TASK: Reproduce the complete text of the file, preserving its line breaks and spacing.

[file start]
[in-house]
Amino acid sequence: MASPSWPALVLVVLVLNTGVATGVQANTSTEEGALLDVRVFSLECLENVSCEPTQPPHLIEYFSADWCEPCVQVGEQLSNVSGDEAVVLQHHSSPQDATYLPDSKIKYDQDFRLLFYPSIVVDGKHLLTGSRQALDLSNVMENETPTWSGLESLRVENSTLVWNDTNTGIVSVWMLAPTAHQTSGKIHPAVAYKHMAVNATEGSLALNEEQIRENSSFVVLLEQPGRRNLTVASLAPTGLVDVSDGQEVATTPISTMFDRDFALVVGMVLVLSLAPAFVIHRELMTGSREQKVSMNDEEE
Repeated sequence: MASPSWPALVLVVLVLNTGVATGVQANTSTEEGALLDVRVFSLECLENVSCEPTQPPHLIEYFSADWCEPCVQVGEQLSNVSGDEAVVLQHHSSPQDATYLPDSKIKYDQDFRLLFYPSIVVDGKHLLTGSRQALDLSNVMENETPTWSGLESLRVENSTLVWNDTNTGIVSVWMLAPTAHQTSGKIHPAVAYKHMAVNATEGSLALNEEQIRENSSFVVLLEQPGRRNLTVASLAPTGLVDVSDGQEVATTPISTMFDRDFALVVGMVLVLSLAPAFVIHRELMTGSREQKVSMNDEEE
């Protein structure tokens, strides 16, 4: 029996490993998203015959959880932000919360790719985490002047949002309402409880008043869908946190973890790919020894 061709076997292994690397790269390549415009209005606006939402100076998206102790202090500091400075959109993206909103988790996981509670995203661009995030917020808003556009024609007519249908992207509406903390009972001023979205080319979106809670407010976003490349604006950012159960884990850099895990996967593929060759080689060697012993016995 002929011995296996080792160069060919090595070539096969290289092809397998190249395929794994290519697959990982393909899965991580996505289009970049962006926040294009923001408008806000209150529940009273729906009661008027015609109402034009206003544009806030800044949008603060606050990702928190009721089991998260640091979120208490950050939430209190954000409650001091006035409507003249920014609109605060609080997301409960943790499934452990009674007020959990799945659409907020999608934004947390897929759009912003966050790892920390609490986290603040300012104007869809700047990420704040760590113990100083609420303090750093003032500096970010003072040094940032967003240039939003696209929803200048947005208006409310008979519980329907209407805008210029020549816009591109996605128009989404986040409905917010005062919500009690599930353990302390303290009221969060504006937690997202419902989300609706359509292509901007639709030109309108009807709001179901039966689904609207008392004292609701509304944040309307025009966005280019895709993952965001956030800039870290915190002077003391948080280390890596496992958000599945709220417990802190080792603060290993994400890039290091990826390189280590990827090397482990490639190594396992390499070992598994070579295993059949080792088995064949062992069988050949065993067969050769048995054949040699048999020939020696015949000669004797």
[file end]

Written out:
[in-house]
Amino acid sequence: MASPSWPALVLVVLVLNTGVATGVQANTSTEEGALLDVRVFSLECLENVSCEPTQPPHLIEYFSADWCEPCVQVGEQLSNVSGDEAVVLQHHSSPQDATYLPDSKIKYDQDFRLLFYPSIVVDGKHLLTGSRQALDLSNVMENETPTWSGLESLRVENSTLVWNDTNTGIVSVWMLAPTAHQTSGKIHPAVAYKHMAVNATEGSLALNEEQIRENSSFVVLLEQPGRRNLTVASLAPTGLVDVSDGQEVATTPISTMFDRDFALVVGMVLVLSLAPAFVIHRELMTGSREQKVSMNDEEE
Repeated sequence: MASPSWPALVLVVLVLNTGVATGVQANTSTEEGALLDVRVFSLECLENVSCEPTQPPHLIEYFSADWCEPCVQVGEQLSNVSGDEAVVLQHHSSPQDATYLPDSKIKYDQDFRLLFYPSIVVDGKHLLTGSRQALDLSNVMENETPTWSGLESLRVENSTLVWNDTNTGIVSVWMLAPTAHQTSGKIHPAVAYKHMAVNATEGSLALNEEQIRENSSFVVLLEQPGRRNLTVASLAPTGLVDVSDGQEVATTPISTMFDRDFALVVGMVLVLSLAPAFVIHRELMTGSREQKVSMNDEEE
């Protein structure tokens, strides 16, 4: 029996490993998203015959959880932000919360790719985490002047949002309402409880008043869908946190973890790919020894 061709076997292994690397790269390549415009209005606006939402100076998206102790202090500091400075959109993206909103988790996981509670995203661009995030917020808003556009024609007519249908992207509406903390009972001023979205080319979106809670407010976003490349604006950012159960884990850099895990996967593929060759080689060697012993016995 002929011995296996080792160069060919090595070539096969290289092809397998190249395929794994290519697959990982393909899965991580996505289009970049962006926040294009923001408008806000209150529940009273729906009661008027015609109402034009206003544009806030800044949008603060606050990702928190009721089991998260640091979120208490950050939430209190954000409650001091006035409507003249920014609109605060609080997301409960943790499934452990009674007020959990799945659409907020999608934004947390897929759009912003966050790892920390609490986290603040300012104007869809700047990420704040760590113990100083609420303090750093003032500096970010003072040094940032967003240039939003696209929803200048947005208006409310008979519980329907209407805008210029020549816009591109996605128009989404986040409905917010005062919500009690599930353990302390303290009221969060504006937690997202419902989300609706359509292509901007639709030109309108009807709001179901039966689904609207008392004292609701509304944040309307025009966005280019895709993952965001956030800039870290915190002077003391948080280390890596496992958000599945709220417990802190080792603060290993994400890039290091990826390189280590990827090397482990490639190594396992390499070992598994070579295993059949080792088995064949062992069988050949065993067969050769048995054949040699048999020939020696015949000669004797």